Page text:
Increased technical know-how, in the wake of the trailblazing efforts by Fuente, Litto Gomez, and others, has also helped. In his own case, Wynne is bringing in an impressively credentialed outside source, tobacco veteran John Vogel, who has had success growing the ancestral Cuban-seed wrapper, used on Felipe Power, in Costa Rica. Wynne is confident the joint venture in the Dominican Republic will bear fruit. "John has got quite a pedigree, and the learning curve has been greatly reduced," he says with confidence. "Now people know it can be done."

La Aurora, headed by Guillermo Leon (left) with his father Fernando, has had success with the Aurora Cien Años, which uses Dominican-grown Corojo wrapper.
The Dominican Republic's oldest cigar manufacturer is helping to lead the charge toward more homegrown wrapper. La Aurora celebrated its 100th anniversary in grand style with the much-anticipated (in fact, one year delayed) release of La Aurora Cien Años (100 Years), a limited-edition ultra-premium Dominican puro with a painstakingly prepared Corojo-seed wrapper grown in the region of Navarette. Founded in 1903 in Santiago, the company is still family-owned and currently headed up by Guillermo León, grandson of founder Eduardo León Jimenes. León refers to the 2005-06 crop as "a godsend" and notes that the more demanding U.S. consumer has inspired a higher level of quality of cigars across the board - and has translated to widespread success in that market for La Aurora, which had been sold only domestically until the 1970s.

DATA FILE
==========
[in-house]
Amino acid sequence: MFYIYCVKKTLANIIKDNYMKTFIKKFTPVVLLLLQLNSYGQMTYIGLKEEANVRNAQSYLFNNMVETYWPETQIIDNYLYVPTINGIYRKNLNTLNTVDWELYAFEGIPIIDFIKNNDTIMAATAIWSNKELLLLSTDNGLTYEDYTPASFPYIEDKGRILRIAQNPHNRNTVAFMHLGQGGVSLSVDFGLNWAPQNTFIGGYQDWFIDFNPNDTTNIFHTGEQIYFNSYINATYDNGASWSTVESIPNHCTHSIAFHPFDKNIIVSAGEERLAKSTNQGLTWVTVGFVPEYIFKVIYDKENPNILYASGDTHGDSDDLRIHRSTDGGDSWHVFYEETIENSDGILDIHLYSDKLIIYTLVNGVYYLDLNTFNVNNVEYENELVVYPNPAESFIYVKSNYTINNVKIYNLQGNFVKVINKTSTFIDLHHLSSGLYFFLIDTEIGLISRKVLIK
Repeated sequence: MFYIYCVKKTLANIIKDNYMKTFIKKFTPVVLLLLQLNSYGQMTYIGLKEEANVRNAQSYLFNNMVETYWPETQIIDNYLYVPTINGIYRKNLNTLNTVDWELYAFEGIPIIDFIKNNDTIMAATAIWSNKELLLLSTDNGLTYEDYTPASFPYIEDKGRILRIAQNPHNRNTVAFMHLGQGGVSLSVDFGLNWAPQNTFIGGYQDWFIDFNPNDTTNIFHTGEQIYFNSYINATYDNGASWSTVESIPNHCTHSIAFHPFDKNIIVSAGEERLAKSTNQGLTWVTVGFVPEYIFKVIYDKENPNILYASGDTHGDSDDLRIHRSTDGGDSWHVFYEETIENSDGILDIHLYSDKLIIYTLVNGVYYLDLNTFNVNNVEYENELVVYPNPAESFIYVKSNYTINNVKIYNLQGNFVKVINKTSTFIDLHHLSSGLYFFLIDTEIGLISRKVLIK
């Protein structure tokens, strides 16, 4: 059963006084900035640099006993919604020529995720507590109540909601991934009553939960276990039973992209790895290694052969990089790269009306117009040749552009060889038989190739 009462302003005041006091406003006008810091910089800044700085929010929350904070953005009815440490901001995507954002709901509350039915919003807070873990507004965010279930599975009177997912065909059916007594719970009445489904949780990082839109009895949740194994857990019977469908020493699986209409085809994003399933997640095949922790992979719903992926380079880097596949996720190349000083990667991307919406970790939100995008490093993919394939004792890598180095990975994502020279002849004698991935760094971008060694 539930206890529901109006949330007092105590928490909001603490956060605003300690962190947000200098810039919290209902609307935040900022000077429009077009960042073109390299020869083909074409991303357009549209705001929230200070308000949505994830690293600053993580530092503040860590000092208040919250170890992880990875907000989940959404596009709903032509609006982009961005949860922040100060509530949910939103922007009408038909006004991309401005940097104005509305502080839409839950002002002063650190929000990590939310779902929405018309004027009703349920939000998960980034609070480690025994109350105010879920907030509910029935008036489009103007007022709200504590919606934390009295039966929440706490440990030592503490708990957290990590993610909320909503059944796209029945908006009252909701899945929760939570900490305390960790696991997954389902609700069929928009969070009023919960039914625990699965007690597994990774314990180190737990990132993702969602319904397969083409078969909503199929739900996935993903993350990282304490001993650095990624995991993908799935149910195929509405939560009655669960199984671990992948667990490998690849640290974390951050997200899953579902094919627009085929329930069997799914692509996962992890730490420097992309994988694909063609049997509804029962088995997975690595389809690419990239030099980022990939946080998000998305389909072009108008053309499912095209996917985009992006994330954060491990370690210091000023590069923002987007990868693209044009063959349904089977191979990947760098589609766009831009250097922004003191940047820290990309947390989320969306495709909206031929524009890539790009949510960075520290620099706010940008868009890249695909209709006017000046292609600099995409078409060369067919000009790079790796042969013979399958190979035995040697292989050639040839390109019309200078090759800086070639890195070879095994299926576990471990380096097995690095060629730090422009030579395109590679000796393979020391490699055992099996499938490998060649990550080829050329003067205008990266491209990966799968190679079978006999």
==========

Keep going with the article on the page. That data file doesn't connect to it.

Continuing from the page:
José Blanco, La Aurora's sales director, provides a historical perspective on wrapper tobacco's rocky road in the country. "The first person to grow wrapper in this country was Guillermo's father, back in the 1960s," Blanco states. "The climate has changed over the years; it was very rainy during that decade and we're not getting as much rain now. So we're continuing the experiment that he started and the crop is looking good. This year we have four farms on which we are growing wrapper."

Even with four farms, Blanco emphasizes, producing good wrapper remains an endeavor that requires patience. Because of its need to be aesthetically pleasing, the standards for wrapper are much higher than for filler or binder, which are tasted by smokers but not seen. He and León had hoped that the planned 400,000-cigar run of Cien Años would be released within three years of their debut, but due to low yields, the last of the popular limited edition will likely not hit shelves until the middle of 2007. "With the usual yield on Corojo, a good bale of 100 pounds of tobacco will get you maybe 35 pounds of wrapper."